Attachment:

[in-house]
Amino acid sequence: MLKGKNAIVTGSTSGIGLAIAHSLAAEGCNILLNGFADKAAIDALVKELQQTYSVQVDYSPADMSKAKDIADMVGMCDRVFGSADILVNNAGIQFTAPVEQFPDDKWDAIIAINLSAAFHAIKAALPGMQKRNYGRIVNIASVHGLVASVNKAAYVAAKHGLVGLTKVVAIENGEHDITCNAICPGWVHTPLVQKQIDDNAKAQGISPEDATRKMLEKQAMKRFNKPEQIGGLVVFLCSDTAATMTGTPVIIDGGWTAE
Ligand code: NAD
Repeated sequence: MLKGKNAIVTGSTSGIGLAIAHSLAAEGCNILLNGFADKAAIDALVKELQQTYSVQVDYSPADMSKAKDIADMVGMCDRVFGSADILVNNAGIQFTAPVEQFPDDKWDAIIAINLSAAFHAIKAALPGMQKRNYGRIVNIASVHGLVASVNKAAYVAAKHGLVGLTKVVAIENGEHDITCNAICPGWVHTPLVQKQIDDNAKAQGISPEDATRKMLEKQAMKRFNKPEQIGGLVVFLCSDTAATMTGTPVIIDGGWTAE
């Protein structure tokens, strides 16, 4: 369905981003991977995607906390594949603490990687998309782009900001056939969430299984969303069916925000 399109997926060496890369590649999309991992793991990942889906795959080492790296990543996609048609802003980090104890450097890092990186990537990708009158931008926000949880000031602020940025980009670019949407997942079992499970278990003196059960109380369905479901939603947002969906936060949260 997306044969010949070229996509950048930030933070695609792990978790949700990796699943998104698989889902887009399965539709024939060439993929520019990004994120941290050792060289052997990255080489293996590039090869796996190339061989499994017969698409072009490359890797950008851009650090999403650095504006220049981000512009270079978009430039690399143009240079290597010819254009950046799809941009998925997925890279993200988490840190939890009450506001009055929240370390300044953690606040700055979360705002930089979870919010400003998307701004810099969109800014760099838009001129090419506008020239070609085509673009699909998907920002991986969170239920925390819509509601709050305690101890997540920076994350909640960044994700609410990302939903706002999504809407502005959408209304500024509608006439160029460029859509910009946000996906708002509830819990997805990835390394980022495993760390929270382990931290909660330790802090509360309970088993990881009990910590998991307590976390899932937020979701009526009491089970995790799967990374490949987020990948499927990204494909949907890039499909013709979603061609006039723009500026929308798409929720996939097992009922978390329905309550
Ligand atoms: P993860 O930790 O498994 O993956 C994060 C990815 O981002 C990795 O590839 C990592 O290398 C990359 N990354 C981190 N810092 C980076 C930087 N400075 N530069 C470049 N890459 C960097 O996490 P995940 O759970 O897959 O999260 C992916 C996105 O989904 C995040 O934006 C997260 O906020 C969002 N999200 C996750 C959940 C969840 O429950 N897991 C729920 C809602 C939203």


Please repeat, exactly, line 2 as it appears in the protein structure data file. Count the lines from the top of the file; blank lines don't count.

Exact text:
Amino acid sequence: MLKGKNAIVTGSTSGIGLAIAHSLAAEGCNILLNGFADKAAIDALVKELQQTYSVQVDYSPADMSKAKDIADMVGMCDRVFGSADILVNNAGIQFTAPVEQFPDDKWDAIIAINLSAAFHAIKAALPGMQKRNYGRIVNIASVHGLVASVNKAAYVAAKHGLVGLTKVVAIENGEHDITCNAICPGWVHTPLVQKQIDDNAKAQGISPEDATRKMLEKQAMKRFNKPEQIGGLVVFLCSDTAATMTGTPVIIDGGWTAE